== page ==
The most important aspect of the analytical approach should be to clarify the strategy by which we endeavour to separate and conceptualize different elements entering into descriptions and explanations of the social world, so that we might understand their mutual relationships, and in particular the causal links existing among them. (Kindle loc 139)

Second, Demeulenaere provides a long, detailed, and helpful analysis of the doctrine of methodological individualism and its current status. He believes that criticisms of MI have usually rested on a small number of misunderstandings, which he attempts to resolve. For example, MI is not “atomistic”, “egoistic”, “non-social”, or exclusively tied to rational choice theory. He prefers a refinement that he describes as structural individualism, but essentially he argues that MI is a universal requirement on social science.

The two core ideas behind MI, first expressed by John Stuart Mill and Carl Menger, and subsequently by Weber, can be expressed very simply:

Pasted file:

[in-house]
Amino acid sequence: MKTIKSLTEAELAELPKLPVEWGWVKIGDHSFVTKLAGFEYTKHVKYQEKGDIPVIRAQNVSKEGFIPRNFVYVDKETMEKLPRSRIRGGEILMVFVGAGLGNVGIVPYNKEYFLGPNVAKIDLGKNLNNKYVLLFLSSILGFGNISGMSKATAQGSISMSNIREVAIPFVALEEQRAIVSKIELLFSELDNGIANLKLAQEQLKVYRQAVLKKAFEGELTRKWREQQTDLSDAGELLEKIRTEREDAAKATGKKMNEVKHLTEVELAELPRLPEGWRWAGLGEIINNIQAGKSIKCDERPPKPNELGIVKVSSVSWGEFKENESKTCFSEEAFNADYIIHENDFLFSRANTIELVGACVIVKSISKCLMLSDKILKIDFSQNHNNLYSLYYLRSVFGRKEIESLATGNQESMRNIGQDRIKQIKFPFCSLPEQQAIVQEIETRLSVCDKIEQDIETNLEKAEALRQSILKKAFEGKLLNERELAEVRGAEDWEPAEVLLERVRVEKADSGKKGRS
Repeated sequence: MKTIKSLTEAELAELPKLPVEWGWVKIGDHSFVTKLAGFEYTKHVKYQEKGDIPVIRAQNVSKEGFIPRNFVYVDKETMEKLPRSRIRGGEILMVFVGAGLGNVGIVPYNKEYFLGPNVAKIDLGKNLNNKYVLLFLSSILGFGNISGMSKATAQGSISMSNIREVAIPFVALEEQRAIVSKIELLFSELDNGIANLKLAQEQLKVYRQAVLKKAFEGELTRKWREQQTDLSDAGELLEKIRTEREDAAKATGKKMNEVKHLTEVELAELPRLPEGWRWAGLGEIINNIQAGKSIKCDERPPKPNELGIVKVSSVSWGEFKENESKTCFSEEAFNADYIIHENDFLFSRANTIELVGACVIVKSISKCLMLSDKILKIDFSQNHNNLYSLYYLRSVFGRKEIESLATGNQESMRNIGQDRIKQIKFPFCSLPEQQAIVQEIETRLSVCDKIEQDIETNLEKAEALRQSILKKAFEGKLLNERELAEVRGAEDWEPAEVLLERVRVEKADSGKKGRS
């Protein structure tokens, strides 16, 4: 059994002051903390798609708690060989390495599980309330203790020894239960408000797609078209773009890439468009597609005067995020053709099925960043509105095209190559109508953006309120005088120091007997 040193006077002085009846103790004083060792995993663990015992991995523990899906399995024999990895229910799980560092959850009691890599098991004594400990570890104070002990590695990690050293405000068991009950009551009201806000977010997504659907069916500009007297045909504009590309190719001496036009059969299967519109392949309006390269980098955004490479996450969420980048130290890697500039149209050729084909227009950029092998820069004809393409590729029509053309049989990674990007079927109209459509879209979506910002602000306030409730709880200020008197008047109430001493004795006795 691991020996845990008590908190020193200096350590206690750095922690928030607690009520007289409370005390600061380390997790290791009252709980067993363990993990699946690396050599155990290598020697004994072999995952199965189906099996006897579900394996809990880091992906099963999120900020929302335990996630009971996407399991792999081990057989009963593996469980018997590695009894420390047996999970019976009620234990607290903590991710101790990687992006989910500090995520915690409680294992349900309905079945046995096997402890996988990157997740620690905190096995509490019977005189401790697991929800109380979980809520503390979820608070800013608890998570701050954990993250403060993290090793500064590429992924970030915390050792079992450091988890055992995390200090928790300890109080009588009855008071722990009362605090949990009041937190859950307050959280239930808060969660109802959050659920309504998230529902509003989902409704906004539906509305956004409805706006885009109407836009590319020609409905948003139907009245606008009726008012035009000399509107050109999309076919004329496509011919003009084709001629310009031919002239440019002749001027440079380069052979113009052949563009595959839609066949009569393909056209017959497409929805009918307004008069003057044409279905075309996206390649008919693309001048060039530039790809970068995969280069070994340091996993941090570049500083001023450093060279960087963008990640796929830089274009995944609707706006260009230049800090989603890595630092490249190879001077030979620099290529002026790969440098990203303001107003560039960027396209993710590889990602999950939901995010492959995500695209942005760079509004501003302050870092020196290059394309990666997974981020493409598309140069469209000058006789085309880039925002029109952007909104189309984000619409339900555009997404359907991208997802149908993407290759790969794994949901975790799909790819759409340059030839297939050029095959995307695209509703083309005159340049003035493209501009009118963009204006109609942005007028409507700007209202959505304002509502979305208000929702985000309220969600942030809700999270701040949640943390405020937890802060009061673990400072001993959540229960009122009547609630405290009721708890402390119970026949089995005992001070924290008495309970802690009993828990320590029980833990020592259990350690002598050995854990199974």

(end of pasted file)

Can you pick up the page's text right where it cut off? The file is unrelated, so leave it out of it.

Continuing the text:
— Social life exists only by virtue of actors who live it;

— Consequently a social fact of any kind must be explained by direct reference to the actions of its constituents.

These two simple propositions remain central to the analytical approach; we therefore have to address the problem of the relationship between MI and AS. This section is directed to a brief exposition of the problem. (Kindle loc 183)

This is important, because it involves two separate assertions: social things are composed of individual actions and nothing else; and “therefore” social outcomes must be explained on the basis of facts about individual actions. But the inference doesn’t hold — more in an upcoming post on explanatory autonomy.

Demeulenaere specifically disputes the idea that MI implies a separation between society and non-social individuals. He believes that even the originators — Watkins and Mill, for example — recognized that individuals are social organisms. But he believes this recognition can be folded into a consistent elaboration of MI that he describes as structural individualism:

The combination of these two approaches can be called “structural individualism” (Wippler 1978; Udehn 2001). Any serious attempt to reflect on a social situation should deploy both in turn. Their combination is in some respect illustrated by Coleman‘s famous “boat” (1986, 1990). It remains a central aspect of analytical sociology. (kl 246)

That said, Demeulenaere fully endorses the idea that AS depends upon and presupposes MI:

Does analytical sociology differ significantly from the initial project of MI? I do not really think so. But by introducing the notion of analytical sociology we are able to make a fresh start and avoid the various misunderstandings now commonly attached to MI. (kl 318)